Writing an article about marketing nowadays is like trying to write a letter with an inkwell and a pen while riding a roller coaster. The velocity of changes set the pace for a new way for brands to communicate and this transforms not only the channels (how), but also the concept of communication (what).
When this happens, when the concept changes itself, we talk about an epistemological change.
Imagine a person in the early 18th century thinking about freedom. The concept of freedom for that person in that time wasn't our actual concept of freedom; it probably wouldn't include women as a subject of freedom, for example. There is a gap between the two ways to view "freedom" because the epistemologies are different. We talk about epistemology as the theory of knowledge.
With this in mind, we can understand that there is something in the environment, something in the time and place in which we live, that deeply transforms concepts. Philosophy has been working around this idea for centuries. In this regard, "mimesis" is a key word to understand how these concepts change over time, or how the perception of these concepts have changed.
Through mimesis, which we can simply define as imitation, people assume others’ concepts and incorporate them into their thinking, (trans)forming a new concept that is inscribed in the present. You can order your coffee at Starbucks and the waiter will say: Do you know that you can check the nutritional values of our products on our app? Then you can open your smartphone and search for the number of calories in your drink. Someone watching this action can do the same.
Can you see the relevance of brands in this? In 2013, Nyr Eyal wrote, Hooked: How to Build Habit-Forming Products,” based on the ability of brands to transform individual actions. The book is oriented to the interaction with users and focused on individuals. But Eyal missed the holistic perspective, the sum of all those individuals, what we can define as the big picture, the picture of the concept.
Let's dig a little bit more into this.
"Communication" in 1990 (as a concept) was associated with the technology of that moment: faxes and fixed telephones, mostly. The first of these technologies increased the amount of information that people could transmit compared with the previous decades. A quick chat with someone who lived through the surge of faxes will show how the fax machine transformed the concept of communication. My father is one of these people. One day he told me: "The first time we saw a fax coming from Germany (to Andalusia, Spain) was in 1986. We couldn't imagine that that was happening! Someone was sending instant information 3,000km away." This caused a big change in my father's mind. From then on, there wasn't only a slow-mode (letter) and a fast-mode (fax) in communication but also a new standard for communication: Immediacy.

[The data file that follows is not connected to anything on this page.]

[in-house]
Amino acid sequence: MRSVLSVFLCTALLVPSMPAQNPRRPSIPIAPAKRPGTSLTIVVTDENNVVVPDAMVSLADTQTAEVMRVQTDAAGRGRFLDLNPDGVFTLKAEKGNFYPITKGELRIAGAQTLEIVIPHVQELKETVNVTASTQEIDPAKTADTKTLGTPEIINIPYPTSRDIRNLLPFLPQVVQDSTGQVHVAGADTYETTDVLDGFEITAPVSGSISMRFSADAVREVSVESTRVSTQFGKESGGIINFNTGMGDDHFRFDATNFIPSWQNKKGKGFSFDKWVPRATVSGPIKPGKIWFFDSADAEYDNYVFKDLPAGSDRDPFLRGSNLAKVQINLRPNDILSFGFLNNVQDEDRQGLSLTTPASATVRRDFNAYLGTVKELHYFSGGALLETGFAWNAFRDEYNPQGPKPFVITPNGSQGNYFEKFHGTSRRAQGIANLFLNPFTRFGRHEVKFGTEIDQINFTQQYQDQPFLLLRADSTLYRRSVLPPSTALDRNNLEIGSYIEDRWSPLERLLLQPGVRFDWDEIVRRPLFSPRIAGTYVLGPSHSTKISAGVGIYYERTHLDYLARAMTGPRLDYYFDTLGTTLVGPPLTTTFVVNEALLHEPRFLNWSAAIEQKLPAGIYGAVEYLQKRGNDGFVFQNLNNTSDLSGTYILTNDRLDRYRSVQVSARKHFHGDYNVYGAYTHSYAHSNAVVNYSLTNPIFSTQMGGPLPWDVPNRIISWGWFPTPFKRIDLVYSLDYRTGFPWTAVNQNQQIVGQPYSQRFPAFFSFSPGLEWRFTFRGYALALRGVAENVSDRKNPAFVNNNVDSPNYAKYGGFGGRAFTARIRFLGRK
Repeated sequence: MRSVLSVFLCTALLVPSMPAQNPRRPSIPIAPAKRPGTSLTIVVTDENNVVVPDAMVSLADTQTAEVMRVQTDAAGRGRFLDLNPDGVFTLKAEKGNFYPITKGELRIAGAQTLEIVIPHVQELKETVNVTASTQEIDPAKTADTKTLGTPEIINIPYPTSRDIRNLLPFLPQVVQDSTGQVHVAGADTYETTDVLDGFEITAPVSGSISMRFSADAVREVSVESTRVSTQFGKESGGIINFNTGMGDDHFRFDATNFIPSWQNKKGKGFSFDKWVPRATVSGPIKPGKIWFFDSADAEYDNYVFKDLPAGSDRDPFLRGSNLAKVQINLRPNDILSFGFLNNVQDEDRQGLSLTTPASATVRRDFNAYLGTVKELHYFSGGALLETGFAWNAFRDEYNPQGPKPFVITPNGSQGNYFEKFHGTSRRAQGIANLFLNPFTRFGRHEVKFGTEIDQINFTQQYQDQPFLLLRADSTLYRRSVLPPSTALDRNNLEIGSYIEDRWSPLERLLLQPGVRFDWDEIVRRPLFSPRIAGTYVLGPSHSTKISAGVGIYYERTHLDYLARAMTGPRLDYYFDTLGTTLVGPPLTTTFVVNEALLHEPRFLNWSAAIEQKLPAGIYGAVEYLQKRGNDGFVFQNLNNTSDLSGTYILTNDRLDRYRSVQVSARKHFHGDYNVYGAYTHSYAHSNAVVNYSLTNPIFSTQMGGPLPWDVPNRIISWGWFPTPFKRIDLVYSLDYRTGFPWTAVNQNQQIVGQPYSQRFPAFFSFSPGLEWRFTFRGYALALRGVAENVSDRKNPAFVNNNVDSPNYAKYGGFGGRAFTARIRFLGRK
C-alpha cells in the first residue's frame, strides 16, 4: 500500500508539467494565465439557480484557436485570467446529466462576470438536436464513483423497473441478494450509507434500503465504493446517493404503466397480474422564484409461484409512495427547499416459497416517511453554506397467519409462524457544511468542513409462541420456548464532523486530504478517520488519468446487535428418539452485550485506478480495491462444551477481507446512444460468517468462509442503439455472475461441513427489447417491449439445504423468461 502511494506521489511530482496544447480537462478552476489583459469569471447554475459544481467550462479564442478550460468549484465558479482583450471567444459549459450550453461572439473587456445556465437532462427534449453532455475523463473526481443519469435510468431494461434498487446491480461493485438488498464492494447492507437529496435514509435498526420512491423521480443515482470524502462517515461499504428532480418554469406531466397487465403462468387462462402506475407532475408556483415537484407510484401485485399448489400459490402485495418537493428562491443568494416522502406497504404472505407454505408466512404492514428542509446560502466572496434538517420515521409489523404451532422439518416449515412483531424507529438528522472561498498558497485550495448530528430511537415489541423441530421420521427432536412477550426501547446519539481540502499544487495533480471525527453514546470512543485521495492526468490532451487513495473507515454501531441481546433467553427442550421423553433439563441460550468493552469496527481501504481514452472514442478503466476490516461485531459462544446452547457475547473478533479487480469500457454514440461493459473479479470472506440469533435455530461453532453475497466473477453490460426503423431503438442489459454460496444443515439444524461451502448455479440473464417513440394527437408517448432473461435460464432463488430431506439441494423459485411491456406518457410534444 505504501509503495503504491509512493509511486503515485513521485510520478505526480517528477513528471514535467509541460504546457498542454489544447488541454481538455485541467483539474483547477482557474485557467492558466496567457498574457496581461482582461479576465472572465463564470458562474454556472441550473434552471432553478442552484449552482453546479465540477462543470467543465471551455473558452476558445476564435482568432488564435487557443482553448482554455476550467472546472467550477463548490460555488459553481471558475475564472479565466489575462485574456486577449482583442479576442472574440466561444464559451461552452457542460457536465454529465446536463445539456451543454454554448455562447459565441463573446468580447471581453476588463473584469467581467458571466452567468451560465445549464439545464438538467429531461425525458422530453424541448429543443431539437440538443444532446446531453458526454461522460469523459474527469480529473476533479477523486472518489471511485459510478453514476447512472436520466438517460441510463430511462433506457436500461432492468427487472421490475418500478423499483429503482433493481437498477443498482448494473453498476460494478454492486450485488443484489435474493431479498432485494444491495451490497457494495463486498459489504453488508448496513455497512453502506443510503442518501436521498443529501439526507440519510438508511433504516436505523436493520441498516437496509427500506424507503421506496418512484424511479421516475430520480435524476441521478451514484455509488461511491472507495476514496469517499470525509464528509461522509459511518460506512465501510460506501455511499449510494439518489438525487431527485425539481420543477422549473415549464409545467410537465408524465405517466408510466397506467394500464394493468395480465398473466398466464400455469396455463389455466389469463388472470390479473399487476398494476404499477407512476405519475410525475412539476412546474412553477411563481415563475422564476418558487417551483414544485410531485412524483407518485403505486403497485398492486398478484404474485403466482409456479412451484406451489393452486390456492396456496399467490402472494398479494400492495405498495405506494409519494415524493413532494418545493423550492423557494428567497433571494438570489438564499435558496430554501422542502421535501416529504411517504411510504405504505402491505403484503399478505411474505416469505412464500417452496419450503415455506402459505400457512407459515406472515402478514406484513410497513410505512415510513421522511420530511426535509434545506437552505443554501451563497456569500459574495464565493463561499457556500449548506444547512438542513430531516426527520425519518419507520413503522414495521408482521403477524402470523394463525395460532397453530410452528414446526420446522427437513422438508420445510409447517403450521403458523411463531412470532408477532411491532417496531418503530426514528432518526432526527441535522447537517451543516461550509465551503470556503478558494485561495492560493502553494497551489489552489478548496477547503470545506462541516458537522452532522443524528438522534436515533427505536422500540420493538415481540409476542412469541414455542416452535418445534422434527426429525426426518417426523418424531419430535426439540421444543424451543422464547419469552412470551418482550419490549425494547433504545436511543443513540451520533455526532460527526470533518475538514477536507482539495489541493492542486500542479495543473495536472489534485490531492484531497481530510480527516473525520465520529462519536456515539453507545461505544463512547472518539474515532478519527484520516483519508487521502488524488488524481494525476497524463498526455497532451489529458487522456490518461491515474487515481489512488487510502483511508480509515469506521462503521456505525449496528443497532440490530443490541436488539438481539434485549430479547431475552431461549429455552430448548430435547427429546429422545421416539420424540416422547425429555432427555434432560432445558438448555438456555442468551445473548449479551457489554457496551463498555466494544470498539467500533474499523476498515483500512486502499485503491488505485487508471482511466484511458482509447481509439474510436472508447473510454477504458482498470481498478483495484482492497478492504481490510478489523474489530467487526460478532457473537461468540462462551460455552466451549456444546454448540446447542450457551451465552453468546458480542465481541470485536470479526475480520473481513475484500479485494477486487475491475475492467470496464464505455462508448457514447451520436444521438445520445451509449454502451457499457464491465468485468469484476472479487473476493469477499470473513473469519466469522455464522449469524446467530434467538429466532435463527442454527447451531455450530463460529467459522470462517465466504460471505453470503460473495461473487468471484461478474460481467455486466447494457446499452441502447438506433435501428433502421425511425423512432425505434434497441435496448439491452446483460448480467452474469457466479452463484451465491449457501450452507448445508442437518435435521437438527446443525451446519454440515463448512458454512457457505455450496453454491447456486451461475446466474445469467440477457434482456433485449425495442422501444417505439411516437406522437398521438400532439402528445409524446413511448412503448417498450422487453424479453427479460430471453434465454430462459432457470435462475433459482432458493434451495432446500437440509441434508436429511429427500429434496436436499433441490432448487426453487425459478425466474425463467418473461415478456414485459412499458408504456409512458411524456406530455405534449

Back to the Present.
Communication nowadays has multiple faces, some of which are public, not private, mixed with content creation. Let's do the following exercise: think about Twitch. You can see Twitch as a channel for entertainment, but the way in which the platform has been created is based on interaction. In other words, Twitch = Youtube + live interaction with community. And the same happens with Clubhouse, a platform that is built on the basis of interactions in "rooms," but it is not a private group like in Whatsapp. Clubhouse is oriented to content creation, in the same way as Twitch.
We can see this mixing process in Instagram, where Gen. Z’s interact with their friends and talk privately, but also create content that other users can see, follow, like and comment on. Is it this perception of deconstruction of concepts and the velocity of changes that makes me feel like I’m on a roller coaster when I talk about actual marketing. What some brands haven’t understood yet is that this change is not (only) a technological change, it is a philosophical change, where brands cannot ignore how these concepts have changed.
I can imagine that Philip Kotler wrote Marketing 3.0 and 4.0 with this fluid nature of concepts in mind, trying to show the path to a new way of marketing.
How can Startups understand this epistemological change and adapt their communication? For Aristotle, virtue was in the middle term. It is in this middle term where brands can really explain their values and motivation to users and understand what users have to say.
But the middle term is what we have been losing in recent years. Marketers have been focused on creating more effective ways to catch attention (short term) and increase revenue (long term).
Ads are packing information into each frame, and the number of frames is greater than ever. These hyper-informed pieces are distributed on TikTok or Instagram, fighting with other ads for your attention. But this first bit of information regarding your product shows only a part of your value proposition: the hook. You will need to let the user understand more about your company, your product and your values if you want to create an involved community.
Nintendo is one of the brands that does this better. Their ad campaigns are not the catchiest and their promotions and discounts are not very frequent, but their consistency in developing immersive content has created one of the strongest videogames communities, affecting important ratios like Customer Lifetime Value (CLTV).
Once the attention is captured, content creation is one of the keys for building a strong brand based on the middle term. Acquisition campaigns may sound sexier than these continuous actions, but think of this part of the funnel as a long valley, where the experience is immersive and the greater the effort, the greater the reward. To do this, to communicate with their users, companies need to understand that communication is not communication anymore.